UBC Theses and Dissertations
Safeguarding child placement : a study of the work of the screened intake committee in St. Paul, Minnesota Heckels, Enid Mabel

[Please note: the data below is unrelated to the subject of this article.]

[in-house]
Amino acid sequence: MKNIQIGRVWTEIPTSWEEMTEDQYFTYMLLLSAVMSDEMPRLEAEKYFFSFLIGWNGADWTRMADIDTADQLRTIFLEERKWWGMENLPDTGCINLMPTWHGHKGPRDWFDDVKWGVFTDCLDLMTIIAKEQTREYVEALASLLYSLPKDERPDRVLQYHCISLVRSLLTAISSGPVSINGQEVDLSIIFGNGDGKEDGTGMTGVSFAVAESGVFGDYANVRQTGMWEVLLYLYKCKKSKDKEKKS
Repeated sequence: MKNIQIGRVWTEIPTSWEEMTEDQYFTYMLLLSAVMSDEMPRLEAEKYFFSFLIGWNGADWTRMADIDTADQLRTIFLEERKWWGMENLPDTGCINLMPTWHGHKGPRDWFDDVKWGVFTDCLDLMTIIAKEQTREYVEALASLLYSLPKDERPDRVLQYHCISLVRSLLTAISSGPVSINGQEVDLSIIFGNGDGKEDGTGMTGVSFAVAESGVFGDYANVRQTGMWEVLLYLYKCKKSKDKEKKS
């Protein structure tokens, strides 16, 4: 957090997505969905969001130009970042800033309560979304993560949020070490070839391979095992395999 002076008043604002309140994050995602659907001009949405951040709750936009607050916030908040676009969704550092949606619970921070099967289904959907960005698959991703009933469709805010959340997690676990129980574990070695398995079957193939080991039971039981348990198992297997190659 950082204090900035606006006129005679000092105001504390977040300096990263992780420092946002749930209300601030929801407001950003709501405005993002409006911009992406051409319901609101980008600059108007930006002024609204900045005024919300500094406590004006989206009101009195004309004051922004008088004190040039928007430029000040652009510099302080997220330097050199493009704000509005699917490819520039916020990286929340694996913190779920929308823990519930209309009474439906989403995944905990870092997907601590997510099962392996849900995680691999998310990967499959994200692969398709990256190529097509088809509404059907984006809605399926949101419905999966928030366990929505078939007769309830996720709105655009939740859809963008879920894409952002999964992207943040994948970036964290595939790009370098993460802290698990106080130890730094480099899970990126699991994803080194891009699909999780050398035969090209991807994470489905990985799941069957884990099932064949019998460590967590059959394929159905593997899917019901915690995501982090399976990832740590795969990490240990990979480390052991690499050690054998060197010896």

This study examines the services rendered by a committee composed of representatives of the Saint Paul case work agencies. These agencies were formed in 1941 to coordinate the placement of children outside their own homes, and to safeguard their welfare. The study has three purposes: first, to preserve in available form historical information about the development of ' Screened Intake' in the City of Saint Paul; second, to review the purposes and functions of the Committee; and third, to evaluate the extent to which it integrated and implemented the complementary principles of human rights and human needs of the family cases which were presented to the Committee for 'Screening.' Material was collected from a manual of minutes as recorded by the Screened Intake Committee from before its inauguration in 1941 to 1948; by personal interviews with the Executive Director of the Family Service of Saint Paul and chairman of the Screened Intake Committee; and from others active on this Committee. Fifty individual cases were read. These were summaries prepared by case workers for presentation to the Committee. Spot checks were made of formal case records. From an appraisal of this work, it is evident that many worthwhile changes in the social welfare programme for children were accomplished. The Committee was responsible for a considerable decrease in the total number of children being cared for outside their own homes - both for the State of Minnesota and more particularly for the City of Saint Paul. It was also responsible for eliminating the precipitate foster home placement of children. It clearly defined responsibilities between the social agencies concerned, and was an assurance to the community that the welfare of both parents and children would be protected by social agencies during the placement period. Although the study indicated that the social case work agencies in Saint Paul continued to be somewhat unaware of the emotional components of the family situations, in general the Screened Intake Committee performed valuable work and the principles it has established deserve continuous consideration in the future.
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